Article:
Curious cocktail, the Speedster. This is the second time Porsche has used its catchiest nameplate to round out a 911 generation; the first being last time around with the 997 variant. That model, a hulking cabriolet with a GTS engine, wasn't particularly great, truth be told. This one though, verifiably the last gasp of the dearly departed 991, and with a GT3 engine and chassis to boot, arrives with greatness virtually plumbed in.

    Who, after all, wouldn't relish the prospect of an open-air cabin when one of the world's last remaining - and truly sensational - naturally-aspirated engines can be found trilling away over your left shoulder? Porsche knows you would. Porsche knows, in fact, that you might feasibly give your right arm for such a thing. Thus it has conspired to charge an arm-sized sum: this Speedster is £211,599 - essentially £100k more than the 991 GT3 was at launch.

    It is such an outrageous amount to pay for an open-top 911 that its maker has not spared the special sauce. For a start, this is the first Speedster to be developed by Porsche Motorsport, the division responsible for every GT-badged variant of the firm's flagship sports car. Then there's the revelation that the manufacturer has been playing around with the concept since 2013 (just two years after the 991's launch, incredibly) and originally conceived the run-out model with no roof at all. That would likely have satisfied the buyers on America's West Coast - historically the place where most of it buyers live - but would obviously have limited usability anywhere with, you know, weather.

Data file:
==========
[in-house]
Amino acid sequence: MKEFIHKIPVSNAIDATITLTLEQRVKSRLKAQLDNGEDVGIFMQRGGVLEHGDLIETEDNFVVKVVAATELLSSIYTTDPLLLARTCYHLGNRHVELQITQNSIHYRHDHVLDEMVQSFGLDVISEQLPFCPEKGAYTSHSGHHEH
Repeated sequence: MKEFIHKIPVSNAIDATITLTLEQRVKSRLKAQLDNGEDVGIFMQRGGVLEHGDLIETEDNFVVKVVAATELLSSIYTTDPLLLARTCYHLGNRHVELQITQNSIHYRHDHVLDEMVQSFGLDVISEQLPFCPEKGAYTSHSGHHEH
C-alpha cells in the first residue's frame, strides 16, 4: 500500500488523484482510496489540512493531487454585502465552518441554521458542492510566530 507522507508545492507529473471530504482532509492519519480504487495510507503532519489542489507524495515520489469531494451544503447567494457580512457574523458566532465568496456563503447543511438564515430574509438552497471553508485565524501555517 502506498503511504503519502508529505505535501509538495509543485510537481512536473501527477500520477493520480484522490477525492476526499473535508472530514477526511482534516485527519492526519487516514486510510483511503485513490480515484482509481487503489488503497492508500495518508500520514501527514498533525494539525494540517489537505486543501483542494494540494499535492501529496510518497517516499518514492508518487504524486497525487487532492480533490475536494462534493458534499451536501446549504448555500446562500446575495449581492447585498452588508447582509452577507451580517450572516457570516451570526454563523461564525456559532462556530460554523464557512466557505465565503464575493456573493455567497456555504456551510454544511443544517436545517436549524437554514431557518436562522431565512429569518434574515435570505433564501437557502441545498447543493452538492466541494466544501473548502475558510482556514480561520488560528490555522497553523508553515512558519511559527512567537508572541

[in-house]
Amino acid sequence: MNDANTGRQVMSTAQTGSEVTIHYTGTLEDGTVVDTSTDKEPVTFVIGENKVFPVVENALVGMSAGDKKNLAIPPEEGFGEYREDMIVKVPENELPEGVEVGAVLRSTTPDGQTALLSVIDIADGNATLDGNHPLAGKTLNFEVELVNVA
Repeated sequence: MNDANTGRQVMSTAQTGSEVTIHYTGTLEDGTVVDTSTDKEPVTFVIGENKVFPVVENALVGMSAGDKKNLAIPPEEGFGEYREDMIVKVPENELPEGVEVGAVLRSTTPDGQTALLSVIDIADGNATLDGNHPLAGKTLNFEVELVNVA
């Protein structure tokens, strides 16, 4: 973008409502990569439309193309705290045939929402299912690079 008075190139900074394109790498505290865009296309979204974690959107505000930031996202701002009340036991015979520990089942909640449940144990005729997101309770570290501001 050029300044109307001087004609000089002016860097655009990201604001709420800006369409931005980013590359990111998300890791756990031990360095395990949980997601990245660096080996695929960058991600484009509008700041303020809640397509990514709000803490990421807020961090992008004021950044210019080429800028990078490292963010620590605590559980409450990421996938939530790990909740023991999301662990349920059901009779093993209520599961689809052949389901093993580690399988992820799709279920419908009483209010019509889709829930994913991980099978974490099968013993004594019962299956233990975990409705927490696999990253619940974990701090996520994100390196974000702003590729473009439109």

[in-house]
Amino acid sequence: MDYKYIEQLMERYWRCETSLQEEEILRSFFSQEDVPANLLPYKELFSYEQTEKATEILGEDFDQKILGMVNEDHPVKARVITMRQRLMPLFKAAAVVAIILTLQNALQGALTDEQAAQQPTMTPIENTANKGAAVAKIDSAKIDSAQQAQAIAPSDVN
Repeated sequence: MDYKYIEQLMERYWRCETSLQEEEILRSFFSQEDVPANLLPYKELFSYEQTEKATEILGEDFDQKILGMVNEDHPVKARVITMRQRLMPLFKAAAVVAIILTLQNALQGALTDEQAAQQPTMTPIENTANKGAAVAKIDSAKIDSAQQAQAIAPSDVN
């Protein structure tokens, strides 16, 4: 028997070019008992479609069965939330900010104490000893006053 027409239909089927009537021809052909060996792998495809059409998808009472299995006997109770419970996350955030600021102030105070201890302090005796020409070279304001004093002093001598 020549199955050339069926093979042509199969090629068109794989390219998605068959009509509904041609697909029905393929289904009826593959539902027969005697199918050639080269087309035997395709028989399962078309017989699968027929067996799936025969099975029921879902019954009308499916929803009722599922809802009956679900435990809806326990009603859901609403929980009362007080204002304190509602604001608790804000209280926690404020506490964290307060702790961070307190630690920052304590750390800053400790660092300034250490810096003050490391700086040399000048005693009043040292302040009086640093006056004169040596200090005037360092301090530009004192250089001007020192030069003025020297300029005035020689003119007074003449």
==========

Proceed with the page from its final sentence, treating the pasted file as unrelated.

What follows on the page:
Consequently, there is a roof, a fabric one that you'll mostly be putting up and down yourself. Happily it's an easy-peasy, 45-second-ish job and gives you ample opportunity to eyeball the enormous slab of composite its maker has deployed as a weight-saving solution to the double-bubble rear deck requirement. You'll find no bigger single-piece of carbon fibre on any other road-going Porsche, and its fitment is indicative of the effort applied across the board.

    Re-engineering the 991 with those shortened A pillars was apparently no mean feat. Ditto the job of fusing a GT3 underbody with what is essentially the back end of a cabriolet. To minimise weight gain over the conventional GT3, carbon fibre features heavily elsewhere in the body, including the front wings and bonnet. Then there's the imperious 4.0-litre flat-six, outfitted with a new lightweight exhaust system so that the engineers might have somewhere to put a brace of Euro 6-qualifying particulate filters.

    The result, to look at, duly lives up to its Speedster heritage. Granted, the characteristic styling cues aren't for everyone, and there are still some angles where you might conceivably question the visual pay-off of that outsized rear-end. But it looks great from everywhere else (yep, that's a new front splitter) and, frankly, if you're anything like us, there will be too much excited fumbling at the door handle to pay the exterior too much mind.